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On Community

MQR is a vital part of the Southeast Michigan literary community. MQR engages with the diversity and depth of the writing happening in our community through workshops and readings in partnerships with community-based organizations like 826michigan, InsideOut Detroit Literary Arts, Room Project, Arab American National Museum, and Freedom House. To celebrate our 60th year in print we reached out to writers from around Michigan as a part of our exploration of “Why We Write.”

  • Watching and Listening: An Interview with Bob Campbell
    Sometimes, the challenge for me as a fiction writer is not to get too hung up on delivering “just the facts.” There are chapters in Motown Man that really tested me and stretched my imagination.
  • The Necessity of Community: An Interview with Alise Alousi
    I have seen how the Detroit community of writers and activists looks out for and supports young artists. It is something I experienced as a young writer as well. I don’t know if that exists in other parts of the country quite like it does here. I hope it does.
  • People of MQR: A Q&A with Aaron J. Stone
    Write dreadful things. When I was younger—and even now, more often than I care to admit—I was very precious about my writing, afraid of how it would be judged by the audience I was imagining, even if that audience was just my future self. So I painstakingly labored over everything, refusing to share anything unfinished and often giving up entirely. Looking back on that writing, I still find it dreadful—a lot of good all that worrying did! What I wish I had done was write a lot more; you can see a lot farther standing on a mountain of garbage than a single, meticulously crafted step stool.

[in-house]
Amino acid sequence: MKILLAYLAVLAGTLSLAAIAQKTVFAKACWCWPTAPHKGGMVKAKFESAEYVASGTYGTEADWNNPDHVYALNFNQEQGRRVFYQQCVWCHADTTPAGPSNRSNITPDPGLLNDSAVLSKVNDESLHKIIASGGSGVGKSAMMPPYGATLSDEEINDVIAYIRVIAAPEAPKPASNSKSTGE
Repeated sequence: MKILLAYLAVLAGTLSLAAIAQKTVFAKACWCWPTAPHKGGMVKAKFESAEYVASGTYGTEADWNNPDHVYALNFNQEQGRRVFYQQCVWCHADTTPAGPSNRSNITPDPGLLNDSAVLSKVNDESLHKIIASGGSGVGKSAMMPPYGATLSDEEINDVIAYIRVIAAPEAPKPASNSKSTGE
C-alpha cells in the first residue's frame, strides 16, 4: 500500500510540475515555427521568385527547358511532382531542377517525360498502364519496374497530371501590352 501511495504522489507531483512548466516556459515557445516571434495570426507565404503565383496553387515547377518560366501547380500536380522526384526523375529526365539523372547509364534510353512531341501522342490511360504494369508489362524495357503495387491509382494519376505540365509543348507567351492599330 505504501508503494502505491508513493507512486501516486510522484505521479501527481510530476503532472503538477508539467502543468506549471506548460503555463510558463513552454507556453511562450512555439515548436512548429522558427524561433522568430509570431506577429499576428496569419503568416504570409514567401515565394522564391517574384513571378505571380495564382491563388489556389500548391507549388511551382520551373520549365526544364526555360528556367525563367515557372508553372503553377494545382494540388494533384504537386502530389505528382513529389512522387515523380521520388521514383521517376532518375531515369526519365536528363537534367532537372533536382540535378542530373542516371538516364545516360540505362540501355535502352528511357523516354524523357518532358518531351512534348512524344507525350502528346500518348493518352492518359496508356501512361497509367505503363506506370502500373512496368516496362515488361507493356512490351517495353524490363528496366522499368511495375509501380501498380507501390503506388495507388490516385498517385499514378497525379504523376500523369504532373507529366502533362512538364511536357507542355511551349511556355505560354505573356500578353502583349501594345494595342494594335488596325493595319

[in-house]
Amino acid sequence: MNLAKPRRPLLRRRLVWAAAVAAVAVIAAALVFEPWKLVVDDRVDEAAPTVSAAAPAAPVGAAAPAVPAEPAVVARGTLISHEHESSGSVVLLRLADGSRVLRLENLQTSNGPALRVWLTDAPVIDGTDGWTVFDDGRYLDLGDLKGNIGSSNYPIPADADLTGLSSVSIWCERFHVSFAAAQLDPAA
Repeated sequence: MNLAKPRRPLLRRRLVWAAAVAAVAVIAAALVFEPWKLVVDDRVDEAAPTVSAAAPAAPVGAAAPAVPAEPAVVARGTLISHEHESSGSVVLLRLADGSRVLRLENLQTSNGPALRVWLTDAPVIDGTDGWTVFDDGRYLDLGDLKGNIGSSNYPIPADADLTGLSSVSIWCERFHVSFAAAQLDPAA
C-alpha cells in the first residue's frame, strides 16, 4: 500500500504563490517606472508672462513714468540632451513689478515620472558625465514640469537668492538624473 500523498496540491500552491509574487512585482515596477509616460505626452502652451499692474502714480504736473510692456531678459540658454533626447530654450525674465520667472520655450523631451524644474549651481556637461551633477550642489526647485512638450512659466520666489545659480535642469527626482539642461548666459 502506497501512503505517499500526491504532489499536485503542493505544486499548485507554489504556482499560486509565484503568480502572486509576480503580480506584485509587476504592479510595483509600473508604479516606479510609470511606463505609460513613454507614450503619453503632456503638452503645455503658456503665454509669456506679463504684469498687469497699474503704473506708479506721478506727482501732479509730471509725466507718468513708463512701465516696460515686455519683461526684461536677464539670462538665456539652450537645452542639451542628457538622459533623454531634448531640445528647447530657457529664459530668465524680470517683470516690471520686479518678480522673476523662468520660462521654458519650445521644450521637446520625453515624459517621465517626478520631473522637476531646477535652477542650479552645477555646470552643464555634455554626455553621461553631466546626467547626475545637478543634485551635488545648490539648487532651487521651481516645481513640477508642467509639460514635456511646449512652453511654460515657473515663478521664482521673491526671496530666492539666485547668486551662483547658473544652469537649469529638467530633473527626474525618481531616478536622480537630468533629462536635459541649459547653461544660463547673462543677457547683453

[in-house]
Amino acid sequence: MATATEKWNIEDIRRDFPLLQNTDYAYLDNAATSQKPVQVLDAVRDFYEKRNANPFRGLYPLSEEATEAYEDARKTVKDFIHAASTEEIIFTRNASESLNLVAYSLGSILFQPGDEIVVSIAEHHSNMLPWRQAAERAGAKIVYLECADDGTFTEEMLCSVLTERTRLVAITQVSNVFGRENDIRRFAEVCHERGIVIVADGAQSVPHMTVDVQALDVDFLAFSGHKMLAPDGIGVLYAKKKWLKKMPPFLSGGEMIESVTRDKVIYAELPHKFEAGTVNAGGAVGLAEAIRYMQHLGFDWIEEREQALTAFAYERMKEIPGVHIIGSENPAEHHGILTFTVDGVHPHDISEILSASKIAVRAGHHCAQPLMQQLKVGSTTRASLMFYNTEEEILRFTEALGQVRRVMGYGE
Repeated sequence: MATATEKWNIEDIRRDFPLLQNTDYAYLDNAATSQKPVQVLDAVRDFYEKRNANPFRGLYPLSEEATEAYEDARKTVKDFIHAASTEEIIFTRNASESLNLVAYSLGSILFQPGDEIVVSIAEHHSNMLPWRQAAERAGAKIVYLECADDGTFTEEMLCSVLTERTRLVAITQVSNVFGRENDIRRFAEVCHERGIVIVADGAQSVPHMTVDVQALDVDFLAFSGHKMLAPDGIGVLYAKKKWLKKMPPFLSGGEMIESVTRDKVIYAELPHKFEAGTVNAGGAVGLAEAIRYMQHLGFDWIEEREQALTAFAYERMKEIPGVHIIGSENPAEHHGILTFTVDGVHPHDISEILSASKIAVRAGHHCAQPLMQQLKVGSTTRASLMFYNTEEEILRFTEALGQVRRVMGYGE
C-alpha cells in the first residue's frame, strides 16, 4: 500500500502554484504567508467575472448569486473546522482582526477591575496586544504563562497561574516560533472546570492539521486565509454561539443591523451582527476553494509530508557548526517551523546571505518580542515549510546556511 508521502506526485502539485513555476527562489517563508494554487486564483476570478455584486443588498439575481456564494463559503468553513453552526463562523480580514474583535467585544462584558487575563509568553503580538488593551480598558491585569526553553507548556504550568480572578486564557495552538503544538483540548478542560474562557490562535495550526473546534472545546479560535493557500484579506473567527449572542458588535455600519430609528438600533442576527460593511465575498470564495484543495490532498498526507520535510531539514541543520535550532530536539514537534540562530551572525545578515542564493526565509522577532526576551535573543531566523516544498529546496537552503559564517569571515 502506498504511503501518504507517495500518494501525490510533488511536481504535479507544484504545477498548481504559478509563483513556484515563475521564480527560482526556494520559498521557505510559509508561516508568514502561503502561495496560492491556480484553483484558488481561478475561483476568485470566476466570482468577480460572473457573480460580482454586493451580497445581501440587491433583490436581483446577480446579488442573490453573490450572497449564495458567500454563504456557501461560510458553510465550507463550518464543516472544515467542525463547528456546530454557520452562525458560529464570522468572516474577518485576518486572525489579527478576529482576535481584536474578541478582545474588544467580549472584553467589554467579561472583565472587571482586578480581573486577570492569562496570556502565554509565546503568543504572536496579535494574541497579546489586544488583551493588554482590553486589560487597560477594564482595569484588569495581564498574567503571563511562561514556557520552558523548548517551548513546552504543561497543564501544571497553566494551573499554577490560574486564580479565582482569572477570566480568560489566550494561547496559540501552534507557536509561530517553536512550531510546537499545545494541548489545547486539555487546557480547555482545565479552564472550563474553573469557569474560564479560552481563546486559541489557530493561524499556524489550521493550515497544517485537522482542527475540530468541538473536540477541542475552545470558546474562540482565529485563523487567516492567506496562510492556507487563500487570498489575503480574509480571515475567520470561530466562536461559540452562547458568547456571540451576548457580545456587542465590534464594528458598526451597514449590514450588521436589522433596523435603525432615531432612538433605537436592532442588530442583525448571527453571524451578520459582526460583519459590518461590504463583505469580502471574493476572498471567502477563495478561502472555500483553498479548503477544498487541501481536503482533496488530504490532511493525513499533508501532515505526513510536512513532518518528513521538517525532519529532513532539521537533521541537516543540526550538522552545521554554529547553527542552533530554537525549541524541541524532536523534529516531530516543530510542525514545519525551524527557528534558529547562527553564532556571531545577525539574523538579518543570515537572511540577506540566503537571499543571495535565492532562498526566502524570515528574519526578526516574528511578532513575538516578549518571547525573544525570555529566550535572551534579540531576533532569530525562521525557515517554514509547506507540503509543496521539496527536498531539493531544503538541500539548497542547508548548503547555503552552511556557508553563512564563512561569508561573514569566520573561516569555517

• Politics as Central: An Interview with Keith Taylor
    But I admit that now, after doing this for so many decades and nearing 70 years old, I write because that is what I do. I can’t imagine not doing it or doing something different. It is my self-definition.
  • Unlocking Our Imaginations: An Interview with Petra Kuppers
    By thinking of these poems as invitations and scores, as open-ended instructions for how to see and feel one’s self in space, I hope to activate new perspectives.
  • Aesthetic enthusiasm: An Interview with Dunya Mikhail
    When a poem is sent to the world, like a letter inside that bottle in the sea, a community of readers associates it with some meaning, familiar or unfamiliar, and they add their own layers of meanings to it, and that's what makes it alive. The poem offers space, and readers immigrate to it. In poetry, I am the native citizen who welcomes others, the way I was welcomed by others who came before me.
  • Communicating with Spirit: An Interview with Cherise Morris
    For me, writing is one mode of communication with and around the spiritual; movement is another, and they both flow together really organically.
  • Conversation on “An abridged medical family history and multiverse of selves” and the inaugural Jane Kenyon Prize with Monica Kim, Carlina Duan, and Daniel Neff
    The Jane Kenyon Prize for UM undergraduates serves two primary purposes: to create a space for UM undergrads to publish their work to a larger audience and to facilitate dialogue between the different spheres of writers in Ann Arbor. This year’s prize is the inaugural
  • A Poem from Monica Kim, Innaugural Jane Kenyon Prize Winner
    A year after finishing ESL I scratch pencil against paper, writing in my mother tongue.
  • Formidable Adaptation
    Discovering a new sport, learning the language of this sport and its rules, is not easy in the beginning. I have played soccer for fourteen years. I still play, but one day all of that stopped.